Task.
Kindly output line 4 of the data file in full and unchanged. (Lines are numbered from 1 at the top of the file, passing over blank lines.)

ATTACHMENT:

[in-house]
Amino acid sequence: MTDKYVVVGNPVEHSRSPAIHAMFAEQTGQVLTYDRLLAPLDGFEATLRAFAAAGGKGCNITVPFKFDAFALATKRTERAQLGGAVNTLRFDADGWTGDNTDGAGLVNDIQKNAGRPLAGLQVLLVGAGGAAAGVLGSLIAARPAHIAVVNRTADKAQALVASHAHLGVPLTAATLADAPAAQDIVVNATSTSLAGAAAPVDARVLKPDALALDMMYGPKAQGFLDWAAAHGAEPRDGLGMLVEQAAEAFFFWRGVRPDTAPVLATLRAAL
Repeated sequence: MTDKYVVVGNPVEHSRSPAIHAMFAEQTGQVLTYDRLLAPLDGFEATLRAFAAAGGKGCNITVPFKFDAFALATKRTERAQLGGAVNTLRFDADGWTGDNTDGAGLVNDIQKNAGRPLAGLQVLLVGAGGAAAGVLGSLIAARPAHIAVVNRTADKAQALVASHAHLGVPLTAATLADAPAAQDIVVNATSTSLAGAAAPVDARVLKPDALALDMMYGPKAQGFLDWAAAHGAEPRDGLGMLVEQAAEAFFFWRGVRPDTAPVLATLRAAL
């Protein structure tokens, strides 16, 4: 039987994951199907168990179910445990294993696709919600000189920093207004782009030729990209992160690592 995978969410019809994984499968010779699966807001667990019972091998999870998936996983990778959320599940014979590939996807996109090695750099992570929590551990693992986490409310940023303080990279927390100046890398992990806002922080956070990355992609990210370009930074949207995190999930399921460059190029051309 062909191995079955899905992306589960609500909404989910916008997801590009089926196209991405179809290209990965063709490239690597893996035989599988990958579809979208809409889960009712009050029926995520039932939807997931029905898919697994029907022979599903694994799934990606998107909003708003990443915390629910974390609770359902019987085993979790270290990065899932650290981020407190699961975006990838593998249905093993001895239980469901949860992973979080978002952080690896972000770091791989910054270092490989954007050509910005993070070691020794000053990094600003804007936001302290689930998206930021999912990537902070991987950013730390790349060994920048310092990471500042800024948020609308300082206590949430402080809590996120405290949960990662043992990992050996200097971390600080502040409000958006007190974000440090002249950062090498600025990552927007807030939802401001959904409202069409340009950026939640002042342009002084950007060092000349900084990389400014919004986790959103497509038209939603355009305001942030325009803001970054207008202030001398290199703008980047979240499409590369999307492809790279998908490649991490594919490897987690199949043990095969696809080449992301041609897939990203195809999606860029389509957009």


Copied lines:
């Protein structure tokens, strides 16, 4: 039987994951199907168990179910445990294993696709919600000189920093207004782009030729990209992160690592 995978969410019809994984499968010779699966807001667990019972091998999870998936996983990778959320599940014979590939996807996109090695750099992570929590551990693992986490409310940023303080990279927390100046890398992990806002922080956070990355992609990210370009930074949207995190999930399921460059190029051309 062909191995079955899905992306589960609500909404989910916008997801590009089926196209991405179809290209990965063709490239690597893996035989599988990958579809979208809409889960009712009050029926995520039932939807997931029905898919697994029907022979599903694994799934990606998107909003708003990443915390629910974390609770359902019987085993979790270290990065899932650290981020407190699961975006990838593998249905093993001895239980469901949860992973979080978002952080690896972000770091791989910054270092490989954007050509910005993070070691020794000053990094600003804007936001302290689930998206930021999912990537902070991987950013730390790349060994920048310092990471500042800024948020609308300082206590949430402080809590996120405290949960990662043992990992050996200097971390600080502040409000958006007190974000440090002249950062090498600025990552927007807030939802401001959904409202069409340009950026939640002042342009002084950007060092000349900084990389400014919004986790959103497509038209939603355009305001942030325009803001970054207008202030001398290199703008980047979240499409590369999307492809790279998908490649991490594919490897987690199949043990095969696809080449992301041609897939990203195809999606860029389509957009």